A Boardroom Conversation

Silicon Valley Bank has, as CEO Greg Becker puts it, some of the “coolest” clients of any bank in the world. Located at the hub of California’s technology startup culture, $45 billion asset Silicon Valley Bank has developed a profitable niche catering to entrepreneurs of all sorts. Fifty percent of its loan portfolio is tied to technology and life sciences companies. It also has a small loan portfolio dedicated to the wine industry in Sonoma and Napa Valley. It was one of the top three banks in several categories in a survey of the best commercial banks conducted by CFO Research in the fall of 2016-scoring high marks as a strategic partner that understands customers’ businesses and offers favorable rates and terms on lending, as well as fast and efficient payments processing and transaction services. Bank Director digital magazine recently interviewed Becker about Silicon Valley Bank’s focus on entrepreneurs, technology and life sciences companies.

Q: Was your niche an obvious focus for your bank based on your geography, or was there something more going on?
GB: The company was founded to support innovation companies all the way back to the semi-conductor companies in Silicon Valley, but they also served real estate and other traditional commercial banking industries. Over time, we have become more focused on the innovation economy, whether it’s life sciences companies, venture-backed internet companies or software companies. All those companies that are truly innovative and growing at a rapid pace, we work at supporting those companies.

Q: How did you come to decide the services you needed to provide?
GB: Our products, the lending model, our payments, foreign currency exchange, our ability to help our clients go global, all the products and services are geared to helping innovation companies that are growing at a rapid pace. They need things that are very fast. They need products and services that are scalable. They need to make sure they have an international component to them. Many technology companies go global at a very early stage. We have been doing this for a very long time. We have been supporting companies from early stage to companies such as Dropbox, Square, Fitbit, DocuSign and Zendesk.

Q: But why are you in Israel, Shanghai and Hong Kong in particular?
GB: If you think about innovation, it happens all over the world. It doesn’t just happen in the United States. Increasingly over the last 20 years, Israel has a tremendous amount of technology being developed and as companies grow, they come to the U.S. We have multiple offices in China. Some of these companies stay local and others expand globally. We support our U.S. clients going global. Innovation companies are also starting in these countries. We want to make sure that as larger innovation companies in these markets want to expand to the U.S. and elsewhere, we can support them.

Q: It sounds expensive.
GB: It is. You have to understand how to do it effectively. One of the things that costs a lot is setting up a branch system. We don’t have branches or ATMs or a consumer banking platform. That makes it easier. This hasn’t been an overnight success. We’ve been building it for 35 years.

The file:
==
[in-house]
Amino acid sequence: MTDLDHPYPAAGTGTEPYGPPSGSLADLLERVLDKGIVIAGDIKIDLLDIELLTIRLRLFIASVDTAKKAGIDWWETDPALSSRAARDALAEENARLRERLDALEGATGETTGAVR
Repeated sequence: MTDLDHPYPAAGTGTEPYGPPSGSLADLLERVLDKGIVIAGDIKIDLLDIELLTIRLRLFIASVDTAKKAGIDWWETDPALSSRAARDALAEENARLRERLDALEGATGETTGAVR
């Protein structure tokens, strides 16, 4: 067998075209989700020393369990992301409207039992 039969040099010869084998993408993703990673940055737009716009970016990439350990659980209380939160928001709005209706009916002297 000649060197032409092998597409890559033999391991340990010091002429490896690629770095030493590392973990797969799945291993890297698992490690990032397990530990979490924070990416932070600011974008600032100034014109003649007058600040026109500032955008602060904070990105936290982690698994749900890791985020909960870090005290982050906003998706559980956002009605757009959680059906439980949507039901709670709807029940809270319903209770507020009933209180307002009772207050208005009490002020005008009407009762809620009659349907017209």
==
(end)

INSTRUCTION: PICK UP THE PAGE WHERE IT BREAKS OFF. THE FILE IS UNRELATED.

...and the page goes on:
Q: What are the challenges to serving this market?
GB: You have to understand that these companies operate very fast and change very quickly, and you have to pay attention to their business. When I got into this business 25 years ago, my manager at the time said technology companies change in one quarter the way other companies change in one or two years. You really have to view this as a partnership. They need introductions to other people. They need services that are there exactly when they need them. You have to have products and services that are more innovative. If you are the CEO [of a tech company], you need to feel like you have a banking partner, someone who is there to help give you introductions, give you feedback on how other companies have done it. All those things help improve your probability of success. It’s critically important to us and how we operate.

Q: How did you develop as a fast and efficient payment processor?
GB: We have people in the industry who are real pros and know how to do it. We do leverage outside partners. We view Mastercard and First Data as great partners, and we work with them to come up with solutions that help our clients out.

Q: What advice do you have for other bankers wanting to pursue a niche?
GB: First, you have to have a passion for that industry. You have to have a unique value proposition. What can you do that others can’t do? You have to hire people who love that area of focus. We have people who get excited and energized by meeting entrepreneurs trying to tackle really big ideas. That goes a long way when you have people who think that way.


Naomi Snyder


Editor-in-Chief Naomi Snyder is in charge of the editorial coverage at Bank Director. She oversees the magazine and the editorial team’s efforts on the Bank Director website, newsletter and special projects. She has more than two decades of experience in business journalism and spent 15 years as a newspaper reporter. She has a master’s degree in journalism from the University of Illinois and a bachelor’s degree from the University of Michigan.

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